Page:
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By Melissa Stanzione
Feb. 24 — Does the First Amendment require a prison to provide a minimum-calorie diet for prisoners fasting for religious purposes?
Prison food service officials have asked the U.S. Supreme Court to weigh in on a case that one scholar calls “an embarrassment to the legal system”.
The U.S. Court of Appeals for the Sixth Circuit denied the officials qualified immunity in a suit brought by a prisoner who alleges his First Amendment rights were violated when officials fed him roughly 1,300 calories daily during a religious fast.
Their petition asks the court to determine whether there is clearly established law dictating the minimum-calorie requirement that could preclude a qualified immunity defense.
The high court requested a response to the petition Feb. 22, indicating its interest in the case.
William Welch, a Muslim inmate at the Saginaw Correctional Facility in Michigan, sued prison officials for violating his First Amendment free exercise rights after he allegedly received only 1,300 calories per day during Ramadan.
Ramadan is an important religious practice of the Islamic faith that involves fasting for one month from sunrise to sunset, as well as praying and introspection.
To accommodate Welch during this time, the prison provided him with two bagged meals per day that allegedly contained a total of 1,300 calories.
The U.S. Court of Appeals for the Sixth Circuit in an unpublished opinion upheld the district court's denial of qualified immunity for the prison officials, finding that Welch established a genuine issue of material fact as to whether his particular Ramadan diet “was so lacking as to violate” his right of free exercise of religion.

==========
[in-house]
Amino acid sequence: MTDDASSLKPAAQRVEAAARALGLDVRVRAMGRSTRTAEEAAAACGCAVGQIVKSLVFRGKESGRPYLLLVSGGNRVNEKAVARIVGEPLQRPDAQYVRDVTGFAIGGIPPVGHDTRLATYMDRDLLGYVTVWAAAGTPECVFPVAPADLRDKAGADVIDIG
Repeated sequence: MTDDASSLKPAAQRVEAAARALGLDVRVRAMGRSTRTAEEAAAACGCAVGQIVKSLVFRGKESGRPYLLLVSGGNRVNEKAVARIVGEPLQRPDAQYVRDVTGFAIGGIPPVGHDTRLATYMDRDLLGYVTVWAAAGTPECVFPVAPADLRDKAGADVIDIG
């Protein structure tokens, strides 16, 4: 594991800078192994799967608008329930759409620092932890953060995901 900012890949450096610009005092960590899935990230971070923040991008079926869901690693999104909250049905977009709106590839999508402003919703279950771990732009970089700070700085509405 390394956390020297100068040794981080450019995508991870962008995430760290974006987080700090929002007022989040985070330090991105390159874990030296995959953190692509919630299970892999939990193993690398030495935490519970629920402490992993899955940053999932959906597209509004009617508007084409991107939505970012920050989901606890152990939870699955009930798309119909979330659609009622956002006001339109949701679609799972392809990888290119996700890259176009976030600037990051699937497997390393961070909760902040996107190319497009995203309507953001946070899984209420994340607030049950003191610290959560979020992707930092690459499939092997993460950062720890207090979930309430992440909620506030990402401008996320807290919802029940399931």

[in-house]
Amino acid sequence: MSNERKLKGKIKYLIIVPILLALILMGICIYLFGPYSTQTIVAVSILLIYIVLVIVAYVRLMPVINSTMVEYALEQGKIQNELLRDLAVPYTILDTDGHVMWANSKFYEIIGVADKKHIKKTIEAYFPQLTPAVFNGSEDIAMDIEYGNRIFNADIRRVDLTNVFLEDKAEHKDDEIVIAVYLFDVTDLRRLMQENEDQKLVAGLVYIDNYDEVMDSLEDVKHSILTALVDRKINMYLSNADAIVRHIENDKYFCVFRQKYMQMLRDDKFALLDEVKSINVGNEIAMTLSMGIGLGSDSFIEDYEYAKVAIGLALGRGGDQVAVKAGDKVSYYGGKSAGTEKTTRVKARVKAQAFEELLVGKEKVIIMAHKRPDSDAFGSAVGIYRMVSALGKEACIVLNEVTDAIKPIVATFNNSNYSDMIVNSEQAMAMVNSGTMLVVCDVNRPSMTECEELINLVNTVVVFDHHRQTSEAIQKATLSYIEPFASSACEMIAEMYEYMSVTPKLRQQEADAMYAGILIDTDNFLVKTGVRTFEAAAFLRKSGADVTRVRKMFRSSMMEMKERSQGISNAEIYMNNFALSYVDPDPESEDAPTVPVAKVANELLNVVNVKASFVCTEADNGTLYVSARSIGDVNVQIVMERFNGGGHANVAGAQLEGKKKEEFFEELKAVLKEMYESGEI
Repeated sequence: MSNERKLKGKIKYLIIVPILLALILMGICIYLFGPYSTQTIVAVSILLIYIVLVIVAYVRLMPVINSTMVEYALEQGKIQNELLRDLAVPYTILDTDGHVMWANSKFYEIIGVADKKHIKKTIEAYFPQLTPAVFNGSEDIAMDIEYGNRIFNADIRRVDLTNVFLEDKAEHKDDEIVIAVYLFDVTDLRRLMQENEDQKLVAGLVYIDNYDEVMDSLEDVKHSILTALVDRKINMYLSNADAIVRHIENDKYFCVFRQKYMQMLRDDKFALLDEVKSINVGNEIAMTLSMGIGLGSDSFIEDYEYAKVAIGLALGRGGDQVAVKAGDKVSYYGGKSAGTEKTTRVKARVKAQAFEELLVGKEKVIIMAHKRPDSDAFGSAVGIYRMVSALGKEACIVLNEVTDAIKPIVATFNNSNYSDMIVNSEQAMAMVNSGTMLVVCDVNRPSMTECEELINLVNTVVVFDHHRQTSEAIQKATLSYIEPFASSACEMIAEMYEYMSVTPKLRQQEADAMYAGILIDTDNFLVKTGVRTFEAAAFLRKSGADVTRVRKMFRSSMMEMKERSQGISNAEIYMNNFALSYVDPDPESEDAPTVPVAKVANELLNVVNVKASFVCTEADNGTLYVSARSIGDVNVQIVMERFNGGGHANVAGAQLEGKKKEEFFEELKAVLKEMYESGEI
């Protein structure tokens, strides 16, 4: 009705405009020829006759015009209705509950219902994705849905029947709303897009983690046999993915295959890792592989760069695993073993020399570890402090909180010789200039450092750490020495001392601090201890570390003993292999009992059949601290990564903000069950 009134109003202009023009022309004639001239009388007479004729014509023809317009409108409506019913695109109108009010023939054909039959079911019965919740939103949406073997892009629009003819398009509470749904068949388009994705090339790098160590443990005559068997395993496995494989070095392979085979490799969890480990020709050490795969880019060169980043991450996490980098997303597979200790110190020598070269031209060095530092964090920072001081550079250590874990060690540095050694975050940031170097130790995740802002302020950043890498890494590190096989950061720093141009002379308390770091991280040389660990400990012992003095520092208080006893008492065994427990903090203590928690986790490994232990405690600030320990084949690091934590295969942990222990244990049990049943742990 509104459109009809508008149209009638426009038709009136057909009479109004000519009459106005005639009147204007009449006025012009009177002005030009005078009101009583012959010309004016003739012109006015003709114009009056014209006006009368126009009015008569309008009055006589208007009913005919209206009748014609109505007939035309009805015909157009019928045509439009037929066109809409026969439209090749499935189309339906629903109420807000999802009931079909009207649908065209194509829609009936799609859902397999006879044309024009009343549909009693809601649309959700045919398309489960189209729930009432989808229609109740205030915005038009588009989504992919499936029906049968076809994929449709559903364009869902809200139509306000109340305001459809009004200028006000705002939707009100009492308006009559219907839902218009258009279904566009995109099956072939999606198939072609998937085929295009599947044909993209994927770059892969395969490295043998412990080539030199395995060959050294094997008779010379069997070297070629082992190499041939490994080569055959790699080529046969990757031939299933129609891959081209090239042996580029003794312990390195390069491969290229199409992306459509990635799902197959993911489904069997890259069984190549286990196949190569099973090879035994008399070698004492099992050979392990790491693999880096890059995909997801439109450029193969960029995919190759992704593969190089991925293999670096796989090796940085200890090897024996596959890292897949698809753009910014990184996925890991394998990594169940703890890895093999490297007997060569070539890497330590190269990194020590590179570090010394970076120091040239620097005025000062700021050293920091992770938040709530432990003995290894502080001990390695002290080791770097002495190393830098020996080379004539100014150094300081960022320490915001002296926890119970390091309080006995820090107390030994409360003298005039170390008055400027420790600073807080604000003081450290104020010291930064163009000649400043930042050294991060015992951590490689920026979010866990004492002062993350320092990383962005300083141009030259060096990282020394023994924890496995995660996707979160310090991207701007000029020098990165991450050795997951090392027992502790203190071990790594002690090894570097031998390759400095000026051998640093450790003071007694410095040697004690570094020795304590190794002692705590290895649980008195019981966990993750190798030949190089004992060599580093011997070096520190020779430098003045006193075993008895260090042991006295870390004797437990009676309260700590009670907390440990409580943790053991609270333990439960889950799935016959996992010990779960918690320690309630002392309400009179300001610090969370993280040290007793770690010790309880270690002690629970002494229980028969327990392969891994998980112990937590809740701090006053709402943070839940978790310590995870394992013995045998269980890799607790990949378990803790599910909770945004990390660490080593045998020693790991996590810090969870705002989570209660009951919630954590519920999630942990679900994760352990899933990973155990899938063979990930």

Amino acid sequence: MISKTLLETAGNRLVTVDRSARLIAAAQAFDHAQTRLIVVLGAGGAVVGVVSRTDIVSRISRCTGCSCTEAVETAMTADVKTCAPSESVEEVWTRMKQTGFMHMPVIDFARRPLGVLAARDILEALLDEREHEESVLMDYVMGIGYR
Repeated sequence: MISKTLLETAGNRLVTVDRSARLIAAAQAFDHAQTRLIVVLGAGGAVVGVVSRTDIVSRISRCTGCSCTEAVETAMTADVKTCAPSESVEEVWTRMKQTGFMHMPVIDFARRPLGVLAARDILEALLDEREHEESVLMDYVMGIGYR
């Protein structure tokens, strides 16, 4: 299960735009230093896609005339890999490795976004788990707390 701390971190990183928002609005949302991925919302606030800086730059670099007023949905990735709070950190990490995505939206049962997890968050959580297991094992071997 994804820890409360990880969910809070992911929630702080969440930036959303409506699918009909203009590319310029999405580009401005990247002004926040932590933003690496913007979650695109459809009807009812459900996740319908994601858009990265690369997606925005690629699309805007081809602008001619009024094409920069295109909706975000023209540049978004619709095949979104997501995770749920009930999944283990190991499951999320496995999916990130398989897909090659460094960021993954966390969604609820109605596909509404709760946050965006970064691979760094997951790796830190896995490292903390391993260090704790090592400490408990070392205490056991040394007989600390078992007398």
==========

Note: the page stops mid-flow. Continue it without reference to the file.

It “looks like both sides have made a hash of this litigation,” Douglas Laycock, a law professor and law of religious liberty scholar at the University of Virginia, Charlottesvlle, Va., told Bloomberg BNA in an e-mail.
The Sixth Circuit “should have identified the right legal theory” for the parties here, Laycock said, calling the opinion an embarrassment.
“Holt v. Hobbs, the prison beard case from a year ago, told courts to take prisoners’ religious liberty rights seriously,” Laycock said.
In Holt v. Hobbs, 83 U.S.L.W. 1061, 2015 BL 12127 (U.S. Jan. 20, 2015)(83 U.S.L.W. 1061, 1/20/15), the Supreme Court held that a prisoner has the right to wear a short beard in accordance with his religious faith absent a compelling reason forbidding him to do so.
“But that was under a statute, the Religious Land Use and Institutionalized Persons Act. This case should be under that statute too, but it's apparently filed under the U.S. Constitution, which is much less protective,” Laycock said.
Laycock argued at the Supreme Court on the inmate's behalf in Holt.
“Some courts have said that when a pro se litigant invokes the Free Exercise Clause, we will treat him as also invoking the statute. But the Sixth Circuit does not appear to have gone there,” he said.
The court “was merging free exercise and RLUIPA analysis without seeming to be aware of the difference,” Leslie Griffin, a law and religion professor at the University of Nevada at Las Vegas told Bloomberg BNA.
“It's as if they're missing what we try to get clear in everyone's heads when we teach law and religion: A free exercise and a statutory claim are two different things,” Griffin said.